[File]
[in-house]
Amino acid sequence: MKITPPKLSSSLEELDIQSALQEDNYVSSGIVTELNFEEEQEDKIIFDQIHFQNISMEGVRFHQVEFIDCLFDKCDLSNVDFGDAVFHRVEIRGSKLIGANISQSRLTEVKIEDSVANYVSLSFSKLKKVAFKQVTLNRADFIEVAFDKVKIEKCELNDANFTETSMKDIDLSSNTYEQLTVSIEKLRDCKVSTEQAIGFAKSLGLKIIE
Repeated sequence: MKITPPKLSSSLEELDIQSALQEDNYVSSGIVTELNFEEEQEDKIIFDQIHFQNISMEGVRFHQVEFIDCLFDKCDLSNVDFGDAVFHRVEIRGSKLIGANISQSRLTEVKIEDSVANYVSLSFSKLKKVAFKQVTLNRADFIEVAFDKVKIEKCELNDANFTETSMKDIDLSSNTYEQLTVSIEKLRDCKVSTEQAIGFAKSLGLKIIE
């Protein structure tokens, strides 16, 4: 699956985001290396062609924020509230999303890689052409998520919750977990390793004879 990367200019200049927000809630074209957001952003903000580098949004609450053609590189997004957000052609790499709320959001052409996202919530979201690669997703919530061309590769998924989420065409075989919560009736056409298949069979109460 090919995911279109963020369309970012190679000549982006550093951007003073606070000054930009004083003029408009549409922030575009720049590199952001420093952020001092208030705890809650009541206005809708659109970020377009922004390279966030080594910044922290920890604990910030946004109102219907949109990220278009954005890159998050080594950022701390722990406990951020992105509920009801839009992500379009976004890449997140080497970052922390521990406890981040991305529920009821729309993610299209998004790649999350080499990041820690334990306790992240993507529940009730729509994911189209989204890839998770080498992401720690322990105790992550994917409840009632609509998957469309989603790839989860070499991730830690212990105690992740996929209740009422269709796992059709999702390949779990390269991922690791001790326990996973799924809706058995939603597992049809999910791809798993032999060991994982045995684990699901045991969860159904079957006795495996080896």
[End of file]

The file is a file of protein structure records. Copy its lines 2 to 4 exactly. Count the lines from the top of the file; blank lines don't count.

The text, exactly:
Amino acid sequence: MKITPPKLSSSLEELDIQSALQEDNYVSSGIVTELNFEEEQEDKIIFDQIHFQNISMEGVRFHQVEFIDCLFDKCDLSNVDFGDAVFHRVEIRGSKLIGANISQSRLTEVKIEDSVANYVSLSFSKLKKVAFKQVTLNRADFIEVAFDKVKIEKCELNDANFTETSMKDIDLSSNTYEQLTVSIEKLRDCKVSTEQAIGFAKSLGLKIIE
Repeated sequence: MKITPPKLSSSLEELDIQSALQEDNYVSSGIVTELNFEEEQEDKIIFDQIHFQNISMEGVRFHQVEFIDCLFDKCDLSNVDFGDAVFHRVEIRGSKLIGANISQSRLTEVKIEDSVANYVSLSFSKLKKVAFKQVTLNRADFIEVAFDKVKIEKCELNDANFTETSMKDIDLSSNTYEQLTVSIEKLRDCKVSTEQAIGFAKSLGLKIIE
């Protein structure tokens, strides 16, 4: 699956985001290396062609924020509230999303890689052409998520919750977990390793004879 990367200019200049927000809630074209957001952003903000580098949004609450053609590189997004957000052609790499709320959001052409996202919530979201690669997703919530061309590769998924989420065409075989919560009736056409298949069979109460 090919995911279109963020369309970012190679000549982006550093951007003073606070000054930009004083003029408009549409922030575009720049590199952001420093952020001092208030705890809650009541206005809708659109970020377009922004390279966030080594910044922290920890604990910030946004109102219907949109990220278009954005890159998050080594950022701390722990406990951020992105509920009801839009992500379009976004890449997140080497970052922390521990406890981040991305529920009821729309993610299209998004790649999350080499990041820690334990306790992240993507529940009730729509994911189209989204890839998770080498992401720690322990105790992550994917409840009632609509998957469309989603790839989860070499991730830690212990105690992740996929209740009422269709796992059709999702390949779990390269991922690791001790326990996973799924809706058995939603597992049809999910791809798993032999060991994982045995684990699901045991969860159904079957006795495996080896």